1. Poll-The, B.T., et al. (1988) A new peroxisomal disorder with enlarged peroxisomes and a specific deficiency of acyl-CoA oxidase (pseudo-neonatal adrenoleukodystrophy). American Journal of Human Genetics, 42, 422-434.
  2. Wanders, R.J. and Waterham, H.R. (2006) Peroxisomal disorders: The single peroxisomal enzyme deficiencies. Biochimica et Biophysica Acta, 1763, 1707-1720. doi:10.1016/j.bbamcr.2006.08.010
  3. El Hajj, H.I. et al. (2012) The inflammatory response in acyl-CoA oxidase 1 deficiency (pseudoneonatal adrenoleukodystrophy). Endocrinology, 153, 2568-2575. doi:10.1210/en.2012-1137
  4. Cherkaoui-Malki, M., et al. (2012) Hepatic steatosis and peroxisomal fatty acid beta-oxidation. Current Drug Metabolism, 13, 1412-1421. doi:10.2174/138920012803762765
  5. Reddy, J.K. (2004) Peroxisome proliferators and peroxisome proliferator-activated receptor alpha: Biotic and xenobiotic sensing. American Journal of Pathology, 164, 2305-2321. doi:10.1073/pnas.1009176107
  6. Delille, H.K., Alves, R. and Schrader, M. (2009) Biogenesis of peroxisomes and mitochondria: Linked by division. Histochemistry and Cell Biology, 131, 441-446.
  7. Girzalsky, W., Saffian, D. and Erdmann, R. (2010) Peroxisomal protein translocation. Biochimica et Biophysica Acta, 1803, 724-731.
  8. Bagattin, A., Hugendubler, L. and Mueller, E. (2010) Transcriptional coactivator PGC-1α promotes peroxisomal remodeling and biogenesis. Proceedings of the National Academy of Sciences, 107, 20376-20381.
  9. Cherkaoui-Malki, M., et al. (2001) Identification of novel peroxisome proliferator-activated receptor alpha (PPARα) target genes in mouse liver using cDNA microarray analysis. Gene Expression, 9, 291-304.
  10. Vluggens, A. and Reddy, J.K. (2012) Nuclear receptors and transcription factors in the development of fatty liver disease. Current Drug Metabolism, 13, 1422-1435. doi:10.2174/138920012803762710
  11. Forman, B.M., Chen, J. and Evans, R.M. (1997) Hypolipidemic drugs, polyunsaturated fatty acids, and eicosanoids are ligands for peroxisome proliferator-activated receptors alpha and delta. Proceedings of the National Academy of Sciences, 94, 4312-4317. doi:10.1073/pnas.94.9.4312
  12. Gottlicher, M., et al. (1992) Fatty acids activate a chimera of the clofibric acid-activated receptor and the glucocorticoid receptor. Proceedings of the National Academy of Sciences, 89, 4653-4657. doi:10.1073/pnas.89.10.4653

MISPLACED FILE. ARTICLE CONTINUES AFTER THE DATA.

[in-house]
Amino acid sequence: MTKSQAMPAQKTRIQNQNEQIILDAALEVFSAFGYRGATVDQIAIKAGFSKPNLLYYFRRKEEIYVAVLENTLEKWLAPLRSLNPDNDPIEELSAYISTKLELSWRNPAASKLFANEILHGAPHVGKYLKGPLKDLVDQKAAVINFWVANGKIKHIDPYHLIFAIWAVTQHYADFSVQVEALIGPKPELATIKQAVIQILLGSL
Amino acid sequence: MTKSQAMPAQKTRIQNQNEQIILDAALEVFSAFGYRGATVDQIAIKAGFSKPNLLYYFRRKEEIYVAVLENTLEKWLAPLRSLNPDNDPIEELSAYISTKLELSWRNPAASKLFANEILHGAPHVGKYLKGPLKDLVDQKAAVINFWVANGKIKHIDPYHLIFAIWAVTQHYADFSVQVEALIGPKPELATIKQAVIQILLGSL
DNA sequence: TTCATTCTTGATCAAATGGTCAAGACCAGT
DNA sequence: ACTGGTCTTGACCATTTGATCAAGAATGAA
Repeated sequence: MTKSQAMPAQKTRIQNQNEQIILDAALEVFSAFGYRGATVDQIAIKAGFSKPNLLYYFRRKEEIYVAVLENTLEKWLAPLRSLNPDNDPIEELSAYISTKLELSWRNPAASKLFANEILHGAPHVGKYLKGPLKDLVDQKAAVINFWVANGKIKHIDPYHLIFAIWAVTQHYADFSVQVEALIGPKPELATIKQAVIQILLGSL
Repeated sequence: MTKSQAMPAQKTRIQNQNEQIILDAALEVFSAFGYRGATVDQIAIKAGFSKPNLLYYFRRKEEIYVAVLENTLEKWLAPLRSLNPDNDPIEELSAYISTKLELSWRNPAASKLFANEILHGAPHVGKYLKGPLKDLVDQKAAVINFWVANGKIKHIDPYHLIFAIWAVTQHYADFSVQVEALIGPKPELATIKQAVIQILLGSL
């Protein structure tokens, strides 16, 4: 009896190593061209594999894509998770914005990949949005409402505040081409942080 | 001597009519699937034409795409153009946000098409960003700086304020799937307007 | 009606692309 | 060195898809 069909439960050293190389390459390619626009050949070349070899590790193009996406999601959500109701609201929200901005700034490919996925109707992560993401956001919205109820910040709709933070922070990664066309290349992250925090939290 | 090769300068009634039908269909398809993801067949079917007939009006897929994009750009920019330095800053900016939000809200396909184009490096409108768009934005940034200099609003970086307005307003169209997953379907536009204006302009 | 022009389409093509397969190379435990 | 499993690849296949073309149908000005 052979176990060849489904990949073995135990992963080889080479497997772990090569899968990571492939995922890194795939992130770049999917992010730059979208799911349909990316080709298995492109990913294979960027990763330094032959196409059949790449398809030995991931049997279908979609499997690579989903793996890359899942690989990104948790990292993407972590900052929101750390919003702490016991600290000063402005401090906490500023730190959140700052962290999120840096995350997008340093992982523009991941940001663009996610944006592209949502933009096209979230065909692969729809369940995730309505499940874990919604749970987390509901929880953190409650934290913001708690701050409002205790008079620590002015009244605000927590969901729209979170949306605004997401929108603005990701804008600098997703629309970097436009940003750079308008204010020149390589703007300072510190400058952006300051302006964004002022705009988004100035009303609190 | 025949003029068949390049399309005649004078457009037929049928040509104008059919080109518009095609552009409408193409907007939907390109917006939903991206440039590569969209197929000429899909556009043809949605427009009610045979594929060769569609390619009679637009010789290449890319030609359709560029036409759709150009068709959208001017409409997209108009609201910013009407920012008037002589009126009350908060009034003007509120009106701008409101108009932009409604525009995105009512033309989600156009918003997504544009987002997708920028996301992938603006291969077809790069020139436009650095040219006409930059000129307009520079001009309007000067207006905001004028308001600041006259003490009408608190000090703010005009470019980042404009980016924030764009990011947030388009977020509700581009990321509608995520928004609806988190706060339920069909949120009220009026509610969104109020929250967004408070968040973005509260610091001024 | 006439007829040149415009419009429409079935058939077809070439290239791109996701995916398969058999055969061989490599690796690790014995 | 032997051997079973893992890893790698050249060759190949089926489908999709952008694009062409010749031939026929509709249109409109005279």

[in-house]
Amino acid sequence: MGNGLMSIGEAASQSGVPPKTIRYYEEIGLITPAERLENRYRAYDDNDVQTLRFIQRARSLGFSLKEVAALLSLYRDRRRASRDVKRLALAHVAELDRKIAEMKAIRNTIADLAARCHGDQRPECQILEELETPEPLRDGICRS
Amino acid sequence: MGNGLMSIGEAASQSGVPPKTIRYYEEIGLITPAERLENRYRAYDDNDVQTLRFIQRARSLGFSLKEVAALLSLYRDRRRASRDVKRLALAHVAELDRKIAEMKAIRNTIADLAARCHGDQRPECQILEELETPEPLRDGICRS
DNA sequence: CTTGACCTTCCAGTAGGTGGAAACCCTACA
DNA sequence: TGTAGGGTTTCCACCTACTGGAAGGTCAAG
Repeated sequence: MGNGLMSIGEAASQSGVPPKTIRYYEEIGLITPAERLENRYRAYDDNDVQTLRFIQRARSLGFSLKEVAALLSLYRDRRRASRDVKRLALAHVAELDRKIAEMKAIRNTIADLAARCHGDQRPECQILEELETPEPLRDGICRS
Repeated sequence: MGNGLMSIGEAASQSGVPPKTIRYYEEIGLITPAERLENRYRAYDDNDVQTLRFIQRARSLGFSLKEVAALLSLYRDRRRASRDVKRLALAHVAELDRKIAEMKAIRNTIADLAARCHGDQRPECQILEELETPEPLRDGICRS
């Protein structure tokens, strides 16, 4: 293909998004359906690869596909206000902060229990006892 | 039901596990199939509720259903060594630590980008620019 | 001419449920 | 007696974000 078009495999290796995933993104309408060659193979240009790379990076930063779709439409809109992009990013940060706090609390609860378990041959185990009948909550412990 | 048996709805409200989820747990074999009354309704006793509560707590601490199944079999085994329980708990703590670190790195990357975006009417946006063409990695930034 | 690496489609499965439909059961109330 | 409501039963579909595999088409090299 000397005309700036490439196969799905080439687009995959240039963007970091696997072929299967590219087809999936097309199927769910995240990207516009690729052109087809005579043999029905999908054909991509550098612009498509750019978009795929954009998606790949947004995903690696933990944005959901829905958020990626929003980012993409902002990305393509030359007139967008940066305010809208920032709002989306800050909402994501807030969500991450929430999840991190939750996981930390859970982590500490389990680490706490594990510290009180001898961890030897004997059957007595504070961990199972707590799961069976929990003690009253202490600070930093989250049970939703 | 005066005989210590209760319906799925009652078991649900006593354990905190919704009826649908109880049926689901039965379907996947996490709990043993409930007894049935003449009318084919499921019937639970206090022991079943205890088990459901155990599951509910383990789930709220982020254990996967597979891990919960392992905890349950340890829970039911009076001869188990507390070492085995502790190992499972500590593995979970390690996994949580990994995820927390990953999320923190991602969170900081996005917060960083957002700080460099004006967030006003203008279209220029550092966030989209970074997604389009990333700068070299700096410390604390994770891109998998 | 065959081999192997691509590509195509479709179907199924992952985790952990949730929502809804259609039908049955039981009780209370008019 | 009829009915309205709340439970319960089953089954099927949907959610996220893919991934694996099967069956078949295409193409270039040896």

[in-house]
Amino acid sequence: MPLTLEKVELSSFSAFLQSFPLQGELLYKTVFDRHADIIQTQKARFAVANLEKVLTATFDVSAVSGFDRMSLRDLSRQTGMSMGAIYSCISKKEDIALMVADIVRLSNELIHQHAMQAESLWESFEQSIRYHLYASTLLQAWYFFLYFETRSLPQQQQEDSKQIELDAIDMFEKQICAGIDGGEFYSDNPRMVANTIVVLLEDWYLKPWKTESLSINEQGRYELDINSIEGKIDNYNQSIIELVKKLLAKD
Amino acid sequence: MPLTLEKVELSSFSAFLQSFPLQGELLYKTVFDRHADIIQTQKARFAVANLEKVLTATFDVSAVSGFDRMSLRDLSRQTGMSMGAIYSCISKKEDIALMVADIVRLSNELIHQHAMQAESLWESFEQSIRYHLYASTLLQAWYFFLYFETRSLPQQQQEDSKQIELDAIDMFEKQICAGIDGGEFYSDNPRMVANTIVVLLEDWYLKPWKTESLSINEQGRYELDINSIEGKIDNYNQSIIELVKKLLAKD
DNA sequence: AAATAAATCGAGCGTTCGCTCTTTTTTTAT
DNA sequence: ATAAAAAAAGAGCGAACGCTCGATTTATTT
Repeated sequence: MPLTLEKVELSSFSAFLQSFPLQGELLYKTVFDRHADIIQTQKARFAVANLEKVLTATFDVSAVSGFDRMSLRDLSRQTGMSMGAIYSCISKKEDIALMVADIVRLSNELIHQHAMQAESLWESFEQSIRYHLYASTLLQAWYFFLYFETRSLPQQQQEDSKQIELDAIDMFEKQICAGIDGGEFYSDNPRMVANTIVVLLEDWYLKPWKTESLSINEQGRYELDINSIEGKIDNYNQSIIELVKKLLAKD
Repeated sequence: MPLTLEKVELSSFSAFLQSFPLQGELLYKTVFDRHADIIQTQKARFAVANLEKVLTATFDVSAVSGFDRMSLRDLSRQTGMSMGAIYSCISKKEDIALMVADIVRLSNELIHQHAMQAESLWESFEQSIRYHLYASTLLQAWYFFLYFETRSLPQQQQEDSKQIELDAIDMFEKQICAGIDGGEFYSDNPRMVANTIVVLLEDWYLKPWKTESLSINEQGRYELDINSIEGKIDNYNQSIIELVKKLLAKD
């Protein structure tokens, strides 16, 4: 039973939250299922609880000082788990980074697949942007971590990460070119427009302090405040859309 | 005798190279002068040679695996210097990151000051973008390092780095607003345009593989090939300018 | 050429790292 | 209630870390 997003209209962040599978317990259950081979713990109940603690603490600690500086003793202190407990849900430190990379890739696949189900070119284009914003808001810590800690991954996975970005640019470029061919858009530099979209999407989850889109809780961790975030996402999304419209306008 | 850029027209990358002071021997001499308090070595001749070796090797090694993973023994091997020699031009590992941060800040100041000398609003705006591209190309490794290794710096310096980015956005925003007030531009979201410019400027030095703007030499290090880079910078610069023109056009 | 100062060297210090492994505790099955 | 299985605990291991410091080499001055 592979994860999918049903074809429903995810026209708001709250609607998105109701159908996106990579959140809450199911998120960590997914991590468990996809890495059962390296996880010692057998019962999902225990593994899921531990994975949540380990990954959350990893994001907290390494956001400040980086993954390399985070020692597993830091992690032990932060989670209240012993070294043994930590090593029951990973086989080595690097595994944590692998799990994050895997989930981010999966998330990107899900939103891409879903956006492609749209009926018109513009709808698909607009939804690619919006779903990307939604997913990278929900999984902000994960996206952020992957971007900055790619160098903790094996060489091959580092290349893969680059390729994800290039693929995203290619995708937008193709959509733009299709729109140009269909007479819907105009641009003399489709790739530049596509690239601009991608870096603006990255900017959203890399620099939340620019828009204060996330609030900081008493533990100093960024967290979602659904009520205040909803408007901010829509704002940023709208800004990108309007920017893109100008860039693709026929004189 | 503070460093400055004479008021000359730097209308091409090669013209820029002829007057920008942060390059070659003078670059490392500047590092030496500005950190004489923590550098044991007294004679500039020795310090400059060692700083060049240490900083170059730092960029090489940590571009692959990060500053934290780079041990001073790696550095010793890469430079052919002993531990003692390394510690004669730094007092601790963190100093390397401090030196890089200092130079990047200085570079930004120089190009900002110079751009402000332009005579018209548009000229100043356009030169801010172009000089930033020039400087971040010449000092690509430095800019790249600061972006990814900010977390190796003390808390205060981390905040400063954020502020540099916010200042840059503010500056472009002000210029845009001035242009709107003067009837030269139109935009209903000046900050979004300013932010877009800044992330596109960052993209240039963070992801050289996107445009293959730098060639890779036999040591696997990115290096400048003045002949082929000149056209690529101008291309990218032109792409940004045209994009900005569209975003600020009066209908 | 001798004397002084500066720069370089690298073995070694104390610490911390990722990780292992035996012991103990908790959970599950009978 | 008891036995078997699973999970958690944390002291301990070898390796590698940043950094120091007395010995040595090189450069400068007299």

13. Issemann, I. and Green, S. (1990) Activation of a member of the steroid hormone receptor superfamily by peroxisome proliferators. Nature, 347, 645-650. doi:10.1038/347645a0
  14. Fan, C.Y., et al. (1998) Steatohepatitis, spontaneous peroxisome proliferation and liver tumors in mice lacking peroxisomal fatty acyl-CoA oxidase. Implications for peroxisome proliferator-activated receptor alpha natural ligand metabolism. Journal of Biological Chemistry, 273, 15639-15645. doi:10.1074/jbc.273.25.15639
  15. Huang, J., et al. (2011) Progressive endoplasmic reticulum stress contributes to hepatocarcinogenesis in fatty acyl-CoA oxidase 1-deficient mice. The American Journal of Pathology, 179, 703-713. doi:10.1016/j.ajpath.2011.04.030
  16. Vluggens, A., et al. (2010) Reversal of mouse Acyl-CoA oxidase 1 (ACOX1) null phenotype by human ACOX1b isoform [corrected]. Laboratory Investigation: A Journal of Technical Methods and Pathology, 90, 696-708.
  17. Ferdinandusse, S., et al. (2007) Clinical, biochemical, and mutational spectrum of peroxisomal acyl-coenzyme A oxidase deficiency. Human Mutation, 28, 904-912. doi:10.1002/humu.20535
  18. Wei, H., et al. (2000) Pharmacological induction of peroxisomes in peroxisome biogenesis disorders. Annals of neurology, 47, 286-296. doi:10.1002/1531-8249(200003)47:3<286::AID-ANA3>3.0.CO;2-B
  19. Paintlia, M.K., et al. (2008) Lipopolysaccharide-induced peroxisomal dysfunction exacerbates cerebral white matter injury: Attenuation by N-acetyl cysteine. Experimental Neurology, 210, 560-576. doi:10.1016/j.expneurol.2007.12.011